You are fortunate M$M to have your passion and career aligned. Kudos to you on achieving that!

  7. Thanks for sharing M$M! I think two important takeaways for bloggers or anyone else who is starting a new venture are: 1) minimize risk by assuring an adequate cash reserve and supplemental income (if possible) and 2) expect that it could very reasonably take a couple of years before the income level is meaningful – so stick with it and don’t give up!

  8. Great job with taking a chance and getting out there. This is why you need to do it when you’re young. It’s a lot harder to make a big change when you’re tied down to a job, house, car, etc… Nice.

    1. Yeah that was the goal – I wanted to do this before we had kids. I think too many young people are afraid to try something that might fail. The worst thing that would have happened for me is that I would have had to go back to band directing (which wouldn’t be terrible).

  9. I enjoyed your story, thank you for sharing it. I liked the fact that you highlighted how much hard work you put in, and that failure at an endeavor like this is so much more likely than success. You have clearly earned your success, so congratulations!

  10. Wow, what an incredible story! That’s a huge leap of faith to quit your job at such an early stage in your blog. Cudos to you for having the guts to take a chance. It’s obviously paid off! Thanks for sharing and best of luck in the future!

  11. Completely agree. Building online income isn’t easy, and way too over-hyped. Don’t quit your day job until you can afford to live off savings and investments.

    I pretty much live off my portfolio dividends, which amounted to around $48k last year. That’s not a huge income.

    There’s a lot of competition too… There are literally thousands of personal finance blogs out there. Standing out from the crowd is *hard*. M$M got some good breaks, and that’s outstanding for him, but don’t assume it will happen for you.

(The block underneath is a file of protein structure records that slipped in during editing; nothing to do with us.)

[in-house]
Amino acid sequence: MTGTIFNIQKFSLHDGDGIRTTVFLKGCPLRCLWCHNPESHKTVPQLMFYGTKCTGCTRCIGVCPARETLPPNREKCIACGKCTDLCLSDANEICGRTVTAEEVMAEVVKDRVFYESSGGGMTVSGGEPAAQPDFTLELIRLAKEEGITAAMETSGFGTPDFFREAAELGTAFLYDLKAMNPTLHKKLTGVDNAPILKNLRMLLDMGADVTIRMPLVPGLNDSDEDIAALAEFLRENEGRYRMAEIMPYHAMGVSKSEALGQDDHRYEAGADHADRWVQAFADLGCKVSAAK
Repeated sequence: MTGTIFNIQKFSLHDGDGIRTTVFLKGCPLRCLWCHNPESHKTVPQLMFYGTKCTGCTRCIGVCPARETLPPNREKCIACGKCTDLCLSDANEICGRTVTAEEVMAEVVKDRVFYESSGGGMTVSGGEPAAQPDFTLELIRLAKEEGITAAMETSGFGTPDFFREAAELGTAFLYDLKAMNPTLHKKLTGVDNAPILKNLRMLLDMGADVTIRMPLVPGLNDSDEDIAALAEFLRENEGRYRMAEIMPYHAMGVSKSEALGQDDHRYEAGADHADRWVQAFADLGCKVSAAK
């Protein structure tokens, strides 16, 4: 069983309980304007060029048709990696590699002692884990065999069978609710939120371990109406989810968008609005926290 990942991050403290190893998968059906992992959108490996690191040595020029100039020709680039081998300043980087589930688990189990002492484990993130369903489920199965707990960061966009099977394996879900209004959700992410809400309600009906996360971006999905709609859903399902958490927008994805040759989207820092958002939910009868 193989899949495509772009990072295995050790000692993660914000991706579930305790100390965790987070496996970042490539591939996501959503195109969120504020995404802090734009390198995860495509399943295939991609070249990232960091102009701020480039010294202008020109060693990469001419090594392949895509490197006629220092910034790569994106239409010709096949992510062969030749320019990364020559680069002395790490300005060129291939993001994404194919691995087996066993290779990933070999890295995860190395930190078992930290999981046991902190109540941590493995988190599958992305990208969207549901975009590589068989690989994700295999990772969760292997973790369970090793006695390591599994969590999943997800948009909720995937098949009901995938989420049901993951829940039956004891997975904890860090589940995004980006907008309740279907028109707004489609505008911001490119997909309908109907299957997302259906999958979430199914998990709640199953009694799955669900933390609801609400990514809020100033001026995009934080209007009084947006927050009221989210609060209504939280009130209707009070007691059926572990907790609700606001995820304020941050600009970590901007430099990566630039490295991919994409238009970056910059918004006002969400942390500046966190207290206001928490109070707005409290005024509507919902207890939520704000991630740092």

1. Yeah I think since a lot of us make money through web hosting affiliates, the ease of blogging is played up too much. You can definitely make money doing this, but it takes time and consistency for sure. Some of the breaks were lucky, but some were also a product of figuring out the right way to market myself to reporters.

  12. Love the jump you took, it takes a lot of guts to do it and its a great example of the choices you give yourself by spending less than you earn and saving money. Hope to join you in this world one day.

  13. This is a helpful post. We are relatively new to blogging (3 months) and don’t have income expectations yet. But it will be nice down the road if we can make it happen. Still trying to increase traffic….

  14. Thanks for sharing. I appreciate how you told both sides of the story. It’s really difficult to make a go of blogging full time. Really, really difficult. But if you persist and keep learning, there’s no ceiling to what you can accomplish.

    I had a (sort of) successful blog making some money after three full years of effort. After all that, it turned out I was in a rapidly declining industry and decided to change course as I couldn’t keep the traffic up.

    Your story was encouraging!

  15. I’m curious how many people start blogging in hopes of turning a profit versus just blogging to reach an audience. For me, I’m more interested in spreading the knowledge of learned and continue learning through writing. If it turns a profit someday in the future, awesome. If not then that’s okay too!

  16. Love it – and love your courage (and perhaps craziness) in jumping into your own venture. Nothing will make you work harder like knowing you need the money. So, your post raises a question: how did you get noticed by Marketwatch? And what was the post/thing that was noticed?